It had been a long time since I’d explored these trails. I don’t recall them being quite so constricting. I was hoping to find a little nook in the sandstone with a view and some shade. But it was not to be, you can’t step foot off of the clearly marked paths here, without risking fines. These cliffs erode at the slightest suggestion and the hardy coastal scrub can only handle so much trampling before giving way to bare dirt and accelerating the pace of erosion. I’ve seen this elsewhere like up in Monterey while researching some historical images that showed popular tourist destinations covered in soft grass with just an occasional rock or boulder scattered about- now they are nothing but rocks and boulders with a bit of iceplant here and there in the awkward places- still beautiful, and if you hadn’t known how much we’ve changed the landscape by admiring its beauty, you’d never even think of how it may have been.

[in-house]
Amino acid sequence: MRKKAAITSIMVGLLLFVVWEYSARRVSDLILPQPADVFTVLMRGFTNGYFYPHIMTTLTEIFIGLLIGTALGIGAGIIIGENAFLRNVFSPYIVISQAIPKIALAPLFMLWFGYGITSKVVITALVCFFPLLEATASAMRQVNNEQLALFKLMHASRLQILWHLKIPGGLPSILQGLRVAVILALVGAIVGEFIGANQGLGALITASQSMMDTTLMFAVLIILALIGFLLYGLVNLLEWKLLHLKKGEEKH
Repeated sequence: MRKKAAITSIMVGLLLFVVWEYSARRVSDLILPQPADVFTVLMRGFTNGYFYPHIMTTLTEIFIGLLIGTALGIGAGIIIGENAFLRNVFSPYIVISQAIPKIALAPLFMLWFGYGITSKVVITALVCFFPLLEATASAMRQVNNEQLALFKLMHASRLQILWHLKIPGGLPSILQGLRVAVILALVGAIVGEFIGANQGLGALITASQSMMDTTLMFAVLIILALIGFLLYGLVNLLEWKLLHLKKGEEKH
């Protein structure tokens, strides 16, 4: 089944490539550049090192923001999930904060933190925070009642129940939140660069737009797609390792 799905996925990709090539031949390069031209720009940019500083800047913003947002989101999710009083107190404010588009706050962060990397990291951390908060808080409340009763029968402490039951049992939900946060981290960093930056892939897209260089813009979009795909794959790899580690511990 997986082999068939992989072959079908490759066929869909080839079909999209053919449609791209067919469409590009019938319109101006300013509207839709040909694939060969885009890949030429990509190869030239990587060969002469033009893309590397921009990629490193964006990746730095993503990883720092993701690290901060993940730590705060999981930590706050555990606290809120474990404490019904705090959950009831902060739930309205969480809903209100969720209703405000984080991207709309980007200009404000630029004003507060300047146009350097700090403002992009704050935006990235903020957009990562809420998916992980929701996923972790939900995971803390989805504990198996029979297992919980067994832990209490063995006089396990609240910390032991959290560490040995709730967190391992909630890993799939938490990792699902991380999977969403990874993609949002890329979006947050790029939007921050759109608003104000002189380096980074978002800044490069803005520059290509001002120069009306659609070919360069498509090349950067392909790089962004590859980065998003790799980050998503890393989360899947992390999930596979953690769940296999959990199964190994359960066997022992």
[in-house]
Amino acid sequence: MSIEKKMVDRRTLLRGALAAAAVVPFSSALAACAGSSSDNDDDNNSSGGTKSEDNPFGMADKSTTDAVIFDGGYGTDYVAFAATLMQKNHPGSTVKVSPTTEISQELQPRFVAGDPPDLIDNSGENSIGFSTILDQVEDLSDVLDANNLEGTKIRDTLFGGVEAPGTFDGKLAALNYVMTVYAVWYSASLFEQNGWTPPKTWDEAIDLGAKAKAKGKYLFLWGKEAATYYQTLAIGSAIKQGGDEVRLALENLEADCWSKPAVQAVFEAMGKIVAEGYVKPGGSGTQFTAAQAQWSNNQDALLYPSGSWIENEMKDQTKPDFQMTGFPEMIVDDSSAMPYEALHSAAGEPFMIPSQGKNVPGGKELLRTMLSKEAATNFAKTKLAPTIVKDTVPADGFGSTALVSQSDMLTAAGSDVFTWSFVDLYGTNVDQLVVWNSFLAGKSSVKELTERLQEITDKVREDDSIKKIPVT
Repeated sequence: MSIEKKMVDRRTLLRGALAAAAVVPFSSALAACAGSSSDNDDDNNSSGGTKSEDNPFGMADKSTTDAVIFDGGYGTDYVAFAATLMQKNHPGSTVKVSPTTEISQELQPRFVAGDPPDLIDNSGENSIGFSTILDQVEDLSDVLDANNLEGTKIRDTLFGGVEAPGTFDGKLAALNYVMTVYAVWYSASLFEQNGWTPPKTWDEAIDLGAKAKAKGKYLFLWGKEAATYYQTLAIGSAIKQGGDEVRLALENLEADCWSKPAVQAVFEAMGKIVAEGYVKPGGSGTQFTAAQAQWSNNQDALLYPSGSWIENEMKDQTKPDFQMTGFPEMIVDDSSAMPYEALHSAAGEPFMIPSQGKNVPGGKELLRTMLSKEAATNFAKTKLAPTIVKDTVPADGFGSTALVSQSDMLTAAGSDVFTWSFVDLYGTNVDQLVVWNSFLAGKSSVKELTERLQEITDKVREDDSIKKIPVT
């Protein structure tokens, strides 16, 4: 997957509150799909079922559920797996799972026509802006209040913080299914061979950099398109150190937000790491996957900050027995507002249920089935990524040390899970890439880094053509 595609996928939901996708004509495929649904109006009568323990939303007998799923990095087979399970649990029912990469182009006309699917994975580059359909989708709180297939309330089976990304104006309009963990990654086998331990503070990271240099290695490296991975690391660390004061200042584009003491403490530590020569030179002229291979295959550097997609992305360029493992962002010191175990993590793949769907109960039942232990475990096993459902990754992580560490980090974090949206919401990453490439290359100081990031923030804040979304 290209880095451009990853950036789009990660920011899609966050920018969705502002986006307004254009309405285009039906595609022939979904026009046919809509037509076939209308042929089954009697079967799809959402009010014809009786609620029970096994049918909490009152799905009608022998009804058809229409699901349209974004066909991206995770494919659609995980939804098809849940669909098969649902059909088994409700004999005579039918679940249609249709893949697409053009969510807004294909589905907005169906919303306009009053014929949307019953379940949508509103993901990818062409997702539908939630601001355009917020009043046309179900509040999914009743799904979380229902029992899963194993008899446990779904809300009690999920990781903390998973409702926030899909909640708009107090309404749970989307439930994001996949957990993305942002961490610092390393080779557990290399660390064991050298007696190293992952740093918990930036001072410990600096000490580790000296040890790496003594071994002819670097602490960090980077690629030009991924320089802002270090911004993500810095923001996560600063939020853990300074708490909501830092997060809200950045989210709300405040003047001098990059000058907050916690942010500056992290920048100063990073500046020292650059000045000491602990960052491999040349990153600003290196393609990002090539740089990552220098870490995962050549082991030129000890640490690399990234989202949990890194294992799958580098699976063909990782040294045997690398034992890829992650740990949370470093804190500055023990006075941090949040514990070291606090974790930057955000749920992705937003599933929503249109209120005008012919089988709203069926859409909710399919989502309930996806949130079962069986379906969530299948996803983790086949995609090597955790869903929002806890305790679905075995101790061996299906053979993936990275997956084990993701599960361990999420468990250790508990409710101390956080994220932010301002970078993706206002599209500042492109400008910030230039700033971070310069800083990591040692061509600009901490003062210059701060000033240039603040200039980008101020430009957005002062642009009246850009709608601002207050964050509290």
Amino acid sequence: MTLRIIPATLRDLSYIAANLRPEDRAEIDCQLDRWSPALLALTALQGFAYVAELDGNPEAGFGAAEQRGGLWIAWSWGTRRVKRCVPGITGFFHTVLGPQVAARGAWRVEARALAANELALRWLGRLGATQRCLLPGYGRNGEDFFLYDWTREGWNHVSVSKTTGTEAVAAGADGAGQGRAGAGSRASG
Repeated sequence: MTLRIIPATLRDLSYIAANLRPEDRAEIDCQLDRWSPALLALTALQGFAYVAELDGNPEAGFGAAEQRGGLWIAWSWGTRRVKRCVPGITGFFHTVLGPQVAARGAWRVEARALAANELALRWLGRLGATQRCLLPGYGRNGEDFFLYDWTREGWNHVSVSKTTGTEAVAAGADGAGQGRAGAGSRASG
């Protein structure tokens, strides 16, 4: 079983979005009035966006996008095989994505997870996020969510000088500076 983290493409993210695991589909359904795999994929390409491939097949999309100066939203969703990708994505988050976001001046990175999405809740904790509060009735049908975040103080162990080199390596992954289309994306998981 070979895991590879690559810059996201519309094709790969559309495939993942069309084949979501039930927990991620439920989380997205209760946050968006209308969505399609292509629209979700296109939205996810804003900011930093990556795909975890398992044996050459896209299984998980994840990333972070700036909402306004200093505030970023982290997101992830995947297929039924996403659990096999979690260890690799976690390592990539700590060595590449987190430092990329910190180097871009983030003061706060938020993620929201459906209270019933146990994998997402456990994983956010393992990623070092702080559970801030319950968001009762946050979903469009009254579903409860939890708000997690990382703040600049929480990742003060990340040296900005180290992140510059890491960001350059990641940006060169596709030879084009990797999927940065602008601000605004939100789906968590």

The irony is the folks coming here to get away from the urban madness are doing so in a park with more restrictions than an average shopping mall. It seemed fitting then that this painting location featured a steady stream of teenage girls taking selfies, having me take their selfies, talking about their selfies, good grief… where is the food court already? Oh wait that’s right, no food allowed here. Really. It’s a rule I found out later. One group of girls sat on a nearby bench talking for almost an hour weaving a conversation of spanish and english and laughter. As this painting neared completion one of them became very excited, “Oh my gosh, this was sooooo amazing watching you. I’ve never seen anyone, you know, paint, like, what they see, you know? I don’t know, it just makes me feel soooo calm, you know?”
I do know, and it does make one feel calm, and I am very glad she noticed.